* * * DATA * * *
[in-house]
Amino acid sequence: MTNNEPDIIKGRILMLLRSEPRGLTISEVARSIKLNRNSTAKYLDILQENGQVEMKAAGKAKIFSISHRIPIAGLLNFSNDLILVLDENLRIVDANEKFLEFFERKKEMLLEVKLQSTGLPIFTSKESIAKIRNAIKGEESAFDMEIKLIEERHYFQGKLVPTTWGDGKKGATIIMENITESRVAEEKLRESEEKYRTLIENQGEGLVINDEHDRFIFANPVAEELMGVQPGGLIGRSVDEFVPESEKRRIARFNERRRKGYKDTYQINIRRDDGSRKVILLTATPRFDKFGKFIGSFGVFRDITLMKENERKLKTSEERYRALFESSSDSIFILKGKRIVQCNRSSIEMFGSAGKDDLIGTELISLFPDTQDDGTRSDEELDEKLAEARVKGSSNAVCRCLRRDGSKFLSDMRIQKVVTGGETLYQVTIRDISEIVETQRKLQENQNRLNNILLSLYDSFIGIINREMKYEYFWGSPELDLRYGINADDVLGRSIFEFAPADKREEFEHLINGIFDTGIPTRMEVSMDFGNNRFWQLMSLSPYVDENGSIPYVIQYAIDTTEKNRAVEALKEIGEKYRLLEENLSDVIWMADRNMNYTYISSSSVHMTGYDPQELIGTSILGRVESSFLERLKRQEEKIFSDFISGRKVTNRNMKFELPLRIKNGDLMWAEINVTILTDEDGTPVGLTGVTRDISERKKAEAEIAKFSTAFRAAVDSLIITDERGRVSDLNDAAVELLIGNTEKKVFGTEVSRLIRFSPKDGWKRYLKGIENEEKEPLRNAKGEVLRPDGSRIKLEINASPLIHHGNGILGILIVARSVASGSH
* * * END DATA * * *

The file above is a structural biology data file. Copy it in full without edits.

[in-house]
Amino acid sequence: MTNNEPDIIKGRILMLLRSEPRGLTISEVARSIKLNRNSTAKYLDILQENGQVEMKAAGKAKIFSISHRIPIAGLLNFSNDLILVLDENLRIVDANEKFLEFFERKKEMLLEVKLQSTGLPIFTSKESIAKIRNAIKGEESAFDMEIKLIEERHYFQGKLVPTTWGDGKKGATIIMENITESRVAEEKLRESEEKYRTLIENQGEGLVINDEHDRFIFANPVAEELMGVQPGGLIGRSVDEFVPESEKRRIARFNERRRKGYKDTYQINIRRDDGSRKVILLTATPRFDKFGKFIGSFGVFRDITLMKENERKLKTSEERYRALFESSSDSIFILKGKRIVQCNRSSIEMFGSAGKDDLIGTELISLFPDTQDDGTRSDEELDEKLAEARVKGSSNAVCRCLRRDGSKFLSDMRIQKVVTGGETLYQVTIRDISEIVETQRKLQENQNRLNNILLSLYDSFIGIINREMKYEYFWGSPELDLRYGINADDVLGRSIFEFAPADKREEFEHLINGIFDTGIPTRMEVSMDFGNNRFWQLMSLSPYVDENGSIPYVIQYAIDTTEKNRAVEALKEIGEKYRLLEENLSDVIWMADRNMNYTYISSSSVHMTGYDPQELIGTSILGRVESSFLERLKRQEEKIFSDFISGRKVTNRNMKFELPLRIKNGDLMWAEINVTILTDEDGTPVGLTGVTRDISERKKAEAEIAKFSTAFRAAVDSLIITDERGRVSDLNDAAVELLIGNTEKKVFGTEVSRLIRFSPKDGWKRYLKGIENEEKEPLRNAKGEVLRPDGSRIKLEINASPLIHHGNGILGILIVARSVASGSH